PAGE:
Everyone wants to hear what Amanda Gorman will say or do next since she read her poem The Hill We Climb at President Joe Biden’s inauguration. This week, she signed a modeling contract, received a prestigious job offer, and her social media accounts became more popular than most politicians. And little wonder: with graceful hands, Gorman wove us through a story of America’s racism, of diverse suffering, and especially of our division. Then with the concept of dawn, she painted an astonishing potential for unity and healing. She called for boldness not simply in her poem’s final stanza, but in the daffodil shade of her coat, in the ruby-red sash in her bun, and in the fact that she was a Black woman glowing with authority on stage in front of the world, reading poetry.
But what was the strangest to me was this: the world listened.
What’s her story? I wondered. I read up on her — and found that she has an auditory processing disorder, the same as my own child.
“Have you heard of auditory processing disorder?” I’ve often asked my son’s educators, trying to make my words as clear as Amanda Gorman’s.
Auditory processing disorder, or APD, is defined by the National Institute on Deafness and Other Communications Disorders as “when people have trouble making sense of the sounds around them.”
My son has survived open heart surgery and other heart complications. But over the years, his APD and autism have caused him to suffer most.
“He hears you, but the words aren’t getting to the right place right away,” I’ve said to so many people, feeling like I’m speaking into the deep tunnel of his difficult childhood. His reading comprehension is excellent. His writing skills are ideal. But the sounds around him get all mixed-up. And he feels overwhelmed.
Meanwhile principals, gym teachers, and “design thinking” instructors have stared from a distant place, avoiding change in themselves, deaf to my words. After all, my son looks pretty “normal.” But he interrupts, talks over people at times, and misinterprets social situations.
I shared data about APD with these people, and showed my son’s SCAN-3 test scores that described how he was in the 18th percentile for recognizing social language and the 1st percentile for word integration. But more explicitly his report spells out, “Where he faltered, it was in judging appropriateness of information, presupposition, and requesting permission and assistance.”
I’ve explained that locker rooms, big gyms, and noisy classrooms bounce sound like firecrackers, triggering anxiety, causing him difficulty in filtering instructions. And I’ve detailed success strategies: keep him near the front, share notes, allow him to wear headphones during study time, and permit repeated questions without eye-rolls.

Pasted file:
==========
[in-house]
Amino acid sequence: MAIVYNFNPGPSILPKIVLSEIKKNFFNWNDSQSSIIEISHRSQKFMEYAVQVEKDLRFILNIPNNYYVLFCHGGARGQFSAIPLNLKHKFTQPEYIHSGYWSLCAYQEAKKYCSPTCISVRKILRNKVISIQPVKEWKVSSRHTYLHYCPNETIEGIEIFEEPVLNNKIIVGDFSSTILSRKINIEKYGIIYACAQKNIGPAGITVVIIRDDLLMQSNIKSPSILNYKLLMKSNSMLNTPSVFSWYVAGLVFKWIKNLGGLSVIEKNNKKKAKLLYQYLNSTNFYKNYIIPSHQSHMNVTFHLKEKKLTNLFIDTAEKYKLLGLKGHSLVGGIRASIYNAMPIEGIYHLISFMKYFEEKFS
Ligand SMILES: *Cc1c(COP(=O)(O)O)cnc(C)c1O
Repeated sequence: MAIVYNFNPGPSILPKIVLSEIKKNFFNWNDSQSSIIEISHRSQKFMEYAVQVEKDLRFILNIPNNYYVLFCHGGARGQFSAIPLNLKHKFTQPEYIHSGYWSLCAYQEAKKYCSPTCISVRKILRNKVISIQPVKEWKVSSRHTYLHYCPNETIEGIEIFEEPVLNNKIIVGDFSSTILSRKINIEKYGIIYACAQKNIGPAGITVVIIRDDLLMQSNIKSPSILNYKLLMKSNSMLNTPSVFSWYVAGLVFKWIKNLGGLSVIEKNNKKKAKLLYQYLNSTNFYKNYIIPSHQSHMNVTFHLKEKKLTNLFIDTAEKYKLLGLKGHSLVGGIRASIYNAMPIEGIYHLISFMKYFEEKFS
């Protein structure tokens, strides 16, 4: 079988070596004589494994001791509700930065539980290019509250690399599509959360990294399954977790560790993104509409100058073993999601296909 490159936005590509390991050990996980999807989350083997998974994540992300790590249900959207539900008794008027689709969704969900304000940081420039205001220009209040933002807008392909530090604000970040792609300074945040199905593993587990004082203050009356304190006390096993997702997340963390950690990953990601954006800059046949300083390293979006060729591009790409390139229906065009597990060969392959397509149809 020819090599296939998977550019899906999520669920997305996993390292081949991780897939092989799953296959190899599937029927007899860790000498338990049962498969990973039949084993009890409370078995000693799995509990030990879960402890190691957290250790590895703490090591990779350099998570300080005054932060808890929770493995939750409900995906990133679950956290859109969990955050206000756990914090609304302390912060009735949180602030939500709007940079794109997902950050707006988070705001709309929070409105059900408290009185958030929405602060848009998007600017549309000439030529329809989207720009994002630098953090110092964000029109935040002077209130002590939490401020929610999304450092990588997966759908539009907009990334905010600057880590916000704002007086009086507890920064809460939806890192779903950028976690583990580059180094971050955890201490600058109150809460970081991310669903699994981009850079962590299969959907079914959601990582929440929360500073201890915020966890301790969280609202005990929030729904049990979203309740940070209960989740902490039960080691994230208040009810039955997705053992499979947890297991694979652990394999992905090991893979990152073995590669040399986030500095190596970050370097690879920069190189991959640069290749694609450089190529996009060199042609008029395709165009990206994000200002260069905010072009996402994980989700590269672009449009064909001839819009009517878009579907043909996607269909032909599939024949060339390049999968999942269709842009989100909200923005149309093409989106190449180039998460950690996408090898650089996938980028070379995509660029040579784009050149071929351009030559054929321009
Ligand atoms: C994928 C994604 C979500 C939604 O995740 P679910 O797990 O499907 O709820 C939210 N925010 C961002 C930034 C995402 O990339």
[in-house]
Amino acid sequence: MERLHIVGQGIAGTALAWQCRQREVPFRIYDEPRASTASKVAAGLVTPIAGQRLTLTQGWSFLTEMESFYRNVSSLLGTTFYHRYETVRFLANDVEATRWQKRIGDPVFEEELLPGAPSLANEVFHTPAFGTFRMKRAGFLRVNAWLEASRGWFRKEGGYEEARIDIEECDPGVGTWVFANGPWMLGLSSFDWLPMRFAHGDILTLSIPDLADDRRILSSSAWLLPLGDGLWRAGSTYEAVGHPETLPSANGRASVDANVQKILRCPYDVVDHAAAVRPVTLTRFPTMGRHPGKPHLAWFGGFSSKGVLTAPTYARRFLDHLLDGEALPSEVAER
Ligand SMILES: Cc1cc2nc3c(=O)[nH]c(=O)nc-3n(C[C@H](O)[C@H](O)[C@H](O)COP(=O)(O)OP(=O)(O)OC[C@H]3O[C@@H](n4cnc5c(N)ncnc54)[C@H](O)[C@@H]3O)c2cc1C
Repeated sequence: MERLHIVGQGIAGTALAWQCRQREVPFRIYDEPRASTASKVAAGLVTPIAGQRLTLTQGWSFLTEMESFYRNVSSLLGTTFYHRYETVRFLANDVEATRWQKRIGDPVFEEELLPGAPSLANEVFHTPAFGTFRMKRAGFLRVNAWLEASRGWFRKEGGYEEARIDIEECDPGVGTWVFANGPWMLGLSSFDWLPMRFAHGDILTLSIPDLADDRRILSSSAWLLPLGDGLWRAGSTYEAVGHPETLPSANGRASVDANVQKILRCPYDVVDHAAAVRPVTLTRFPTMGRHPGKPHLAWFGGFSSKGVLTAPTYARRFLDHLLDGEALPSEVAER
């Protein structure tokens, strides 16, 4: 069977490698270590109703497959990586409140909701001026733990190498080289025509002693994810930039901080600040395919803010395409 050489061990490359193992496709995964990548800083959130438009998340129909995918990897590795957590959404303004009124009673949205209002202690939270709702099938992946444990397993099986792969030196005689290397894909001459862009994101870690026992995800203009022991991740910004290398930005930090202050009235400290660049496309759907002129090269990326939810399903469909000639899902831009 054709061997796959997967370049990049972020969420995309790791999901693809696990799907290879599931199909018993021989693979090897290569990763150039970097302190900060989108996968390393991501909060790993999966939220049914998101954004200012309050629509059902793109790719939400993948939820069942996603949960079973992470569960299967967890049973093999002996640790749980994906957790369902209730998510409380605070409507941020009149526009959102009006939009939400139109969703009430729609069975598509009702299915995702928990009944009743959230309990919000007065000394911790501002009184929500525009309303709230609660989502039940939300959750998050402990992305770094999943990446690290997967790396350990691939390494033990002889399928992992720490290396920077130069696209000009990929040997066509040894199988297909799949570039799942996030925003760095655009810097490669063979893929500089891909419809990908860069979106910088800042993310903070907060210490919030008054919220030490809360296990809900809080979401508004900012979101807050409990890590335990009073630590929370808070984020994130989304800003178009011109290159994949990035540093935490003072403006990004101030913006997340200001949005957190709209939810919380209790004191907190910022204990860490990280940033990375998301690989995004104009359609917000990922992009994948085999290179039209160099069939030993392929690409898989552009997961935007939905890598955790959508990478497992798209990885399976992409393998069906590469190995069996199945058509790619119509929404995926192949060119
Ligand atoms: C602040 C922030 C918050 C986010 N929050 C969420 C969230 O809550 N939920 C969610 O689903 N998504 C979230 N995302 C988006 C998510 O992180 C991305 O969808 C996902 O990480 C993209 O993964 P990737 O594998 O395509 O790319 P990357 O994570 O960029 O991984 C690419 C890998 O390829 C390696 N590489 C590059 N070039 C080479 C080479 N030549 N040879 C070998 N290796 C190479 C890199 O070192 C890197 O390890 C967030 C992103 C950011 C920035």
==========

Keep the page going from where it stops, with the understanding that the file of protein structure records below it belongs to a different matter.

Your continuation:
Then I’ve tried to empathize with the teachers’ subsequent lack of response. Hearing, I’ve learned, is complex.
How does an educator process words from the mother of a child with disabilities? So wide has the space felt between us. In their defense, they’ve been distracted by mainstream budgets, tests, increasing class size, students who distract, take time. They’ve been recalling perhaps that they learned algebra fine; they made friends without their moms explaining the circuitous path of sound.
My son struggled not just with teachers and unwinding facts from abstract classroom presentations. He struggled with peers who watched him traipse through packed hallways and noisy classes with a “shadow” following him while reciting everything he’d misunderstood. Of course, they teased him.
My son didn’t understand social situations in real time. And so he often came home with knotted versions of a day which my husband and I tried to untangle. Why was he called “f****t”, “r****d”, “mentally ill” again? Why had kids designed a logo about him and told him to kill himself? Why did a boy post a poll on Instagram asking peers to rate his “level of retardation”? How could I help parents and teachers hear me – the cruelty of others was causing new disabilities in my son including anxiety, depression and trauma.
But this story takes place during a month of unity, when a young Black woman with APD read a poem and people listened. And like all who have survived special needs, race wars, bullying, politics, the storming of the Capitol, and COVID-19, my son survived too. At age 15, he’s built his success through suffering, discerning, through keen word choices that he’s studied because of his strong desire to make friends and narrow the divide between himself and others. Due to his disability, he’s been forced to compensate for those who haven’t heard him through the years. Because he’s old enough to define his challenges, he’s got words like “neurodiversity” in his arsenal now, and he appears more fact-based and confident than the average teen.
“Sir, I don’t always hear everything, even when I listen,” he says. “That’s why I need to take notes on my iPad. I need headphones when I study.”
Now he tells me when a teacher condescends to him about his “condition” in front of other students, but he asks me not to intervene. “I need to speak for myself,” he says, glad to be rid of the old “shadows” who haunt his memories.
“I just want to be heard like a normal kid,” he says. I tell him everyone feels that way. I tell myself it’s ironic that a child with a hearing disorder wants to be heard.
Last week at the presidential inauguration, I think Amanda Gorman was trying to demonstrate not just good poetry, but a kind of radical, national “hearing.” She showed us that we need to listen to all kinds of people not only with our ears, but with our minds and hearts, where “love becomes our legacy and change, our children’s birthright.”
I think that only when we listen to one another will we be “brave enough to see it,” as she wrote. Only when we listen to one another can we follow a young person’s lead to where our children and country can heal.